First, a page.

205, 210, 215 (1984-1986); U.S. Fish and Wildlife Service.

                             At request of the USFWS Instream Flow Group, taught IFG 205
                             course: Field Techniques for Stream Habitat Analysis. National
                             Fisheries Academy, Leetown, WV; September 1986.



Professional Affiliations:


                             American Fisheries Society -- member of the AFS Committee on
                             Standards of Professional Conduct; Peer reviewer of journal
                             manuscripts




Selected Publications and Presentations:


                             Hearn, W.E. 1979. Behavioral interactions between juvenile coho
                             salmon, Oncorhynchus kisutch, and juvenile Atlantic salmon, Salmo
                             salar, in a still-water environment. M.S. Thesis, Southeastern
                             Massachusetts University, Dartmouth, MA 72 p.


                             Hearn, W.E., and B.E. Kynard. 1983. The care and feeding of weirs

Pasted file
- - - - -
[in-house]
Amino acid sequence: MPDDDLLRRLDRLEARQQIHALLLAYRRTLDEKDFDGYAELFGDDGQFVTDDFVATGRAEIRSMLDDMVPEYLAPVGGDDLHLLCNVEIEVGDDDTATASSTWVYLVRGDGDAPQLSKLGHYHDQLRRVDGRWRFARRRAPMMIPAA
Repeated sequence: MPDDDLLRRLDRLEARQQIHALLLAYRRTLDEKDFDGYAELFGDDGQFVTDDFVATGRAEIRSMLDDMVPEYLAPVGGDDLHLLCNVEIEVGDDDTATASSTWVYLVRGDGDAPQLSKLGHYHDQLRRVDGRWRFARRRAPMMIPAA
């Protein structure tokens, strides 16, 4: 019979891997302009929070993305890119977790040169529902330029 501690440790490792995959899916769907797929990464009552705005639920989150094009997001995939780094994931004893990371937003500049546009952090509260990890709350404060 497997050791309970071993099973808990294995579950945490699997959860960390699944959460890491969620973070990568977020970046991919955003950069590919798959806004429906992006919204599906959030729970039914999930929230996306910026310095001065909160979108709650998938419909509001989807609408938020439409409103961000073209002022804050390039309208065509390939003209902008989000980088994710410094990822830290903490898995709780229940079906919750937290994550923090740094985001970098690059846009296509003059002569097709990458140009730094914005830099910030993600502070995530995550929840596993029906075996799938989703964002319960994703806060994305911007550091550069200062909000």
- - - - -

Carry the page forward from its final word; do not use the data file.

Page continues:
in a Vermont stream. 40th Northeast Fish and Wildlife Conference,
                             Mt. Snow, VT.




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Hearn, W.E., and B.E. Kynard. 1984. Competition between juvenile
rainbow trout and Atlantic salmon in the White River of Vermont.
41st Northeast Fish and Wildlife Conference, Ocean City, MD.
(Received Best Student Paper Award)


Hearn, W.E. 1985. Competition between rainbow trout, Salmo
gairdneri, and Atlantic salmon, Salmo salar, in tributaries of the White
River, Vermont. Ph.D. Dissertion, University of Massachusetts,
Amherst, MA.


Hearn, W.E., and B.E. Kynard. 1986. Habitat utilization and
behavioral interaction of juvenile Atlantic salmon and rainbow trout in
tributaries of the White River of Vermont. Can. J. Fish. Aquat. Sci.
43:1988-1998.


Hearn, W.E. 1986. Interspecific competition and habitat segregation
among stream dwelling trout and salmon: A review. Fisheries
12(5):24-31.


Hearn, W.E. 1988. Development and application of habitat suitability
index curves for landlocked Atlantic salmon, Salmo salar, for use in
IFIM. Atlantic International Chapter of the American Fisheries
Society, Annual Meeting, Sargentville, ME.


Simmons, R.A., and W.E. Hearn. 1991. Radio telemetry assessment
of a downstream fish bypass and turbine mortality of Atlantic salmon
smolts at the Lowell Hydroelectric facility. Annual Atlantic Salmon
Workshop, Rockport, ME.


Hearn, W. 1997. Use and limitations of the Instream Flow
Incremental Methodology. Presentation and panelist for the Special
Session: Applied Science Paradox - the instream flow example;



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implications for fisheries managers. 53 Northeast Fish & Wildlife
Conferences, Framingham, MA.